Finding Faithful Elders and Deacons by Thabiti Anyabwile

Anyabwile, Thabiti. Finding Faithful Elders and Deacons. Wheaton: Crossway, 2012. 164 pages.

Churches undergoing revitalization face many challenges. What got us into this mess? How do we deal with a shrinking giving base? What strategies should we employ to reach our community with the gospel? One question that seems less pressing but in fact should be near the top of the list is this: how do we identify, assess, and prepare potential leaders? The matter of multiplying leaders might appear to be a topic for healthy, growing congregations. But in fact it is crucial for churches to wrestle with this question early in a revitalization effort, since the church’s leadership is often determinative of the church’s direction—and thus its health and growth.

Thabiti Anyabwile’s new book, Finding Faithful Elders and Deacons, offers insightful counsel on this topic. Not only will churches in the process of revitalization find it beneficial, but also pastors in a variety of contexts will profit from Thabiti’s work.

As the author himself notes, other books about healthy church leadership are available. His goal is simply to “complement these other resources by helping the already-stretched pastor who wants to cultivate other leaders but needs a conversation partner to stir up some questions and ideas” (13).

In particular the author converses with the reader primarily concerning qualifications of deacons and elders, and then finally concerning the responsibility of elders. Thus the book is laid out in three parts: finding table servants (chs. 1–6), finding reliable elders (chs. 7–18), and what good pastors do (chs. 19–28). Here is the table of contents:

  1. Choosing Your Waiter: An Introduction to Deacons
  2. Full of the Spirit and Wisdom
  3. Sincere
  4. Sober and Content
  5. Keeps Hold of the Faith
  6. Tried and True
  7. Sheep and Shepherds: An Introduction to Elders
  8. Desires a Noble Task
  9. Above Reproach
  10. A One-Woman Man
  11. Sober-Minded, Self-Controlled, Respectable
  12. Hospitable
  13. Able to Teach
  14. Sober, Gentle, Peacemaking
  15. Not a Lover of Money
  16. Leader at Home
  17. Mature and Humble
  18. Respected by Outsiders
  19. Elders Refute Error
  20. Elders Avoid Myths and Train for Godliness
  21. Elders Hope in God
  22. Elders Command
  23. Elders Let No One Despise Their Youth
  24. Elders Set an Example
  25. Elders Teach
  26. Elders Grow
  27. Elders Watch Their Life
  28. Elders Watch Their Doctrine

The book closes with a set of sample elder ordination vows, a general index, and a Scripture index. Each chapter is quite short, three to five pages, and the book is accessible even to the non-reader. The reader truly feels as if s/he is talking with Thabiti about the roles of elders and deacons.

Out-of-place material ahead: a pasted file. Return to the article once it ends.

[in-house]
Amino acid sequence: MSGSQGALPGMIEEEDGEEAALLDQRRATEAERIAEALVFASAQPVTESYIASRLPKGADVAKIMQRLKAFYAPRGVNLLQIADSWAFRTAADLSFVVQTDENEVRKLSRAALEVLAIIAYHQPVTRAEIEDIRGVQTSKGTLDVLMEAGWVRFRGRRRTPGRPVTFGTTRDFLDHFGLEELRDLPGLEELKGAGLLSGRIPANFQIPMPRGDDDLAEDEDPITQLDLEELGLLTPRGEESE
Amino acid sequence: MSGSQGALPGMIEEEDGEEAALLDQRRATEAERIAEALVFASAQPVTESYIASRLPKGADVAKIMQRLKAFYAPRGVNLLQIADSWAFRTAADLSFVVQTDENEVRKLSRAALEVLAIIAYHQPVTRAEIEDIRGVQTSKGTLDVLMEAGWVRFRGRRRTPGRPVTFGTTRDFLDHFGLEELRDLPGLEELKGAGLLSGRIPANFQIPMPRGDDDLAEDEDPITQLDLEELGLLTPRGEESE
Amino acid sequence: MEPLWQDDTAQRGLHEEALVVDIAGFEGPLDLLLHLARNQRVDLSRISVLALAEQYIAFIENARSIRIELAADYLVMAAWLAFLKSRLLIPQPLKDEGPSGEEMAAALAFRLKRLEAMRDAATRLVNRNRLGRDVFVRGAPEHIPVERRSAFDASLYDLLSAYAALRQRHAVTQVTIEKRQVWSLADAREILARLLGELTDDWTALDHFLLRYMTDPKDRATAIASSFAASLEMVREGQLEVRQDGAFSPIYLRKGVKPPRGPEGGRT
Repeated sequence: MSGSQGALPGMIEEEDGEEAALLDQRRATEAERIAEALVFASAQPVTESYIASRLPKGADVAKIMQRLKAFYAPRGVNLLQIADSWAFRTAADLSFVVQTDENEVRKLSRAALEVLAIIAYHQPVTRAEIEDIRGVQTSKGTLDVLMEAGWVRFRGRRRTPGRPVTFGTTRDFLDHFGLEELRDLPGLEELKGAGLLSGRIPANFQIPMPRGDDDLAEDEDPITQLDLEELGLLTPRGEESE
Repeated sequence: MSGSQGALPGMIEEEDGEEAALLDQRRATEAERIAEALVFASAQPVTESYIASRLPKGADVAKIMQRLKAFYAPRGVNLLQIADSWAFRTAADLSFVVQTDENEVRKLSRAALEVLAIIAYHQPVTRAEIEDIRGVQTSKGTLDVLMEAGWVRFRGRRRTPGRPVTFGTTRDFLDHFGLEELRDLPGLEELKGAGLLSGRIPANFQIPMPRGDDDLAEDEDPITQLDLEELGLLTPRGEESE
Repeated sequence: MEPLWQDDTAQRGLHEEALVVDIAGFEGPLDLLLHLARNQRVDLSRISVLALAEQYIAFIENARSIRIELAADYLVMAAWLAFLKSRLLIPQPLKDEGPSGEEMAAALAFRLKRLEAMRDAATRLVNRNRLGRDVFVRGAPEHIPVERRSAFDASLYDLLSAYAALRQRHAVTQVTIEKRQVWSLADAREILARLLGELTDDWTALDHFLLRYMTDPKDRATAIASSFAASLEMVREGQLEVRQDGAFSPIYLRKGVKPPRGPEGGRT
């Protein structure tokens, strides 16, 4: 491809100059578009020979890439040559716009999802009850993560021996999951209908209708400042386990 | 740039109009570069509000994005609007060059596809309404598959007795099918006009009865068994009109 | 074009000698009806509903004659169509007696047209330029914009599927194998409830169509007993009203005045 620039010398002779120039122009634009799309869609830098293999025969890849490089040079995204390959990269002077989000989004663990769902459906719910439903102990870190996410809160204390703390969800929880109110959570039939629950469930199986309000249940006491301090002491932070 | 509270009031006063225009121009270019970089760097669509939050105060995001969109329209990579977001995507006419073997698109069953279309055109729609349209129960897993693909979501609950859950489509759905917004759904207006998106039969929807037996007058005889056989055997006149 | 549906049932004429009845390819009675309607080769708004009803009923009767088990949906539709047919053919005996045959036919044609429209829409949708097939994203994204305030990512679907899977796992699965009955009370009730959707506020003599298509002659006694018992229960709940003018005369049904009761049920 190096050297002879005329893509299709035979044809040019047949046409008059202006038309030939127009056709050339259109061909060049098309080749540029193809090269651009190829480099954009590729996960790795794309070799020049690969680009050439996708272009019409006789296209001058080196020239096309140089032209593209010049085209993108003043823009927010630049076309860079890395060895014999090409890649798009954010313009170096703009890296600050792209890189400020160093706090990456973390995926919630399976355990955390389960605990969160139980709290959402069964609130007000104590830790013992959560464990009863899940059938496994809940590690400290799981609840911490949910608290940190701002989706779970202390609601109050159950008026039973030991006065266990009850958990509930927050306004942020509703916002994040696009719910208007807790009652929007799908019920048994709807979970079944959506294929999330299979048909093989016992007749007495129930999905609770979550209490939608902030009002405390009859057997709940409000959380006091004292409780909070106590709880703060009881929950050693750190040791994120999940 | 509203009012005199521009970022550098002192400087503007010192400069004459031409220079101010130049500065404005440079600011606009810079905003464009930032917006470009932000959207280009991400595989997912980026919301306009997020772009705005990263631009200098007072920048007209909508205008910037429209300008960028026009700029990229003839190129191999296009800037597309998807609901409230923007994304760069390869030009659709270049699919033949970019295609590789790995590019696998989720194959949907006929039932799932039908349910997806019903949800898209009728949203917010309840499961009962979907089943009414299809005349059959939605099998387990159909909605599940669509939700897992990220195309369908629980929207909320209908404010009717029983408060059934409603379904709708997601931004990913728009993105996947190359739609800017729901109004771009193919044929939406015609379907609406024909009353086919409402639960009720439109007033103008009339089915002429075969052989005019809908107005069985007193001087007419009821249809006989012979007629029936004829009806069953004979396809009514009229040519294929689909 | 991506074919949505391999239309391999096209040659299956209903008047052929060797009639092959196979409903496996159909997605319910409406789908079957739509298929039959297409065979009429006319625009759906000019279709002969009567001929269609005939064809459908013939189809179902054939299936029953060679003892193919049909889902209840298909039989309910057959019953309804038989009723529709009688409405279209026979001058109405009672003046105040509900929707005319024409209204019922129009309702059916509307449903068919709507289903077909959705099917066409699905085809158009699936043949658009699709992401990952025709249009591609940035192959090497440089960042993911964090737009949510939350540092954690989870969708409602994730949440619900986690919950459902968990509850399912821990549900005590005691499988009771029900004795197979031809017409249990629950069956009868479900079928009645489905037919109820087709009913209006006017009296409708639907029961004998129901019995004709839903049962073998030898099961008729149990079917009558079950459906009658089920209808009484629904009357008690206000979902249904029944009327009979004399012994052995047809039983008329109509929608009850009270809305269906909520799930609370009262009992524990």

Perhaps this book will prove most helpful in his every-chapter refrain of questions and observations. After briefly summarizing the Scripture’s meaning of a particular qualification or responsibility, the author serves up a handful of reflections, meant either for the elder to ask himself with respect to a prospective candidate, or for the elder to ask directly of the prospective candidate.

For example, in the chapter describing the elder as “not a lover of money,” the writer observes, “What is his attitude toward church finances?” He continues, “Does he approach it with faith or with reliance on worldly wisdom? Does he rely only on what is seen, or does he call upon God and trust God’s people to give beyond themselves (2 Cor. 8:1–5)?” (91–92). Before reading this, I had considered the relationship of “not a lover of money” only with respect to his personal finances, not the church’s. Observations like these provoke good thought in the reader and are helpful tools for assessing prospective candidates.

This book is of limited value if you’re looking for something that defends the concept of a plurality of elders, especially when the elders include non-paid/non-vocational men. The author doesn’t take much time to argue for a particular polity, but generally expects that the reader is on the same page vis-a-vis multiple elders within a congregation. If you’re looking for something more helpful in that respect, you might be interested in Mark Dever’s The Deliberate Church.

Nonetheless Finding Faithful Elders and Deacons is a welcome addition to a growing library of resources on identifying, assessing, and training qualified leaders for the church. If you are a pastor, church leader, or concerned about the health of your congregation, you’ll find this book to be a good conversation partner.

Amazon | Kindle | WTS

*****

Disclaimer: 9Marks graciously provided me a copy of this book. There was no expectation of a book review or of a positive recommendation.

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